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Image of the Day: Double Header

Image of the Day: Double Header

Scientists have manipulated the electrical signals that help guide flatworms in regenerating their body parts to encourage a flatworm to grow two heads.

Carolyn Wilke
Mar 8, 2019


Researchers have found electrical signals in planarian flatworms (Dugesia japonica) that help cells communicate as the first step in the process of rebuilding tissue after a head or tail is lopped off, they reported March 5 in Biophysical Journal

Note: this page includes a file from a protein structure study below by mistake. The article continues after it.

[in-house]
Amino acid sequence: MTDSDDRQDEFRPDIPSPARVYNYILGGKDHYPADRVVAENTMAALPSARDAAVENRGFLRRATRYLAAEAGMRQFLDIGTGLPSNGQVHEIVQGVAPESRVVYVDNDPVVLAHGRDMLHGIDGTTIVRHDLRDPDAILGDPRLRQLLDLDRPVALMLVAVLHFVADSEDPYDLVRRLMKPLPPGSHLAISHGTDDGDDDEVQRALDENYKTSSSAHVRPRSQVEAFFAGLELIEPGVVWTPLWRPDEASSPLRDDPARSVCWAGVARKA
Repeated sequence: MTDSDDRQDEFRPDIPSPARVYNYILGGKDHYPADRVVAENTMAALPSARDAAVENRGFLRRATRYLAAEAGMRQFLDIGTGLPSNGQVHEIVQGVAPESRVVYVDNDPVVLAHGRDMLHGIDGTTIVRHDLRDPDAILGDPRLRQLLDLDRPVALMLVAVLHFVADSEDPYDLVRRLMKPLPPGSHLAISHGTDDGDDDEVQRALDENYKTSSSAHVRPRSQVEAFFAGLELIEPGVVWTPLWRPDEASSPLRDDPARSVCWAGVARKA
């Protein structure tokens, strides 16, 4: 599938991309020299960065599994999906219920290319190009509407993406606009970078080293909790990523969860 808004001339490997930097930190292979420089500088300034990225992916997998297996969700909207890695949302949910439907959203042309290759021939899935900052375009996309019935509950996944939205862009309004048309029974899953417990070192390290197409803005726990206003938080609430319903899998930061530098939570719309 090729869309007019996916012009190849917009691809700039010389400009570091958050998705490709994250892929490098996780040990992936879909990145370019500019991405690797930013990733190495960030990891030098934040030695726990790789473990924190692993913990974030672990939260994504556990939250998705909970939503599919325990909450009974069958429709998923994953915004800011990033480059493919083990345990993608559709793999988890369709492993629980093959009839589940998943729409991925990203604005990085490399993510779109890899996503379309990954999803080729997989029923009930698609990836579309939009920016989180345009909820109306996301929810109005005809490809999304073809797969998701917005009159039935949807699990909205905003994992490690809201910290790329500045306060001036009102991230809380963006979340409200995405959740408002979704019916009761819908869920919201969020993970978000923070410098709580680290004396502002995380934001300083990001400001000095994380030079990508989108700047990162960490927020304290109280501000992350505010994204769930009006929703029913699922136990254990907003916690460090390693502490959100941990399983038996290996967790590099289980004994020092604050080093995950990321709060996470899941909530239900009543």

Scientists already knew that genes playing a role in the worms’ sprouting of new body parts turn on around six hours after an amputation. In this study, the team at Tufts University used voltage-sensitive dyes to reveal the electric potentials of cells in the worms. By manipulating the voltage pattern at the wound site, they also created a flatworm with two heads. 

F. Durant et al., “The role of early bioelectric signals in the regeneration of planarian anterior/posterior polarity,” Biophysical Journal, doi:10.1016/j.bpj.2019.01.029, 2019.

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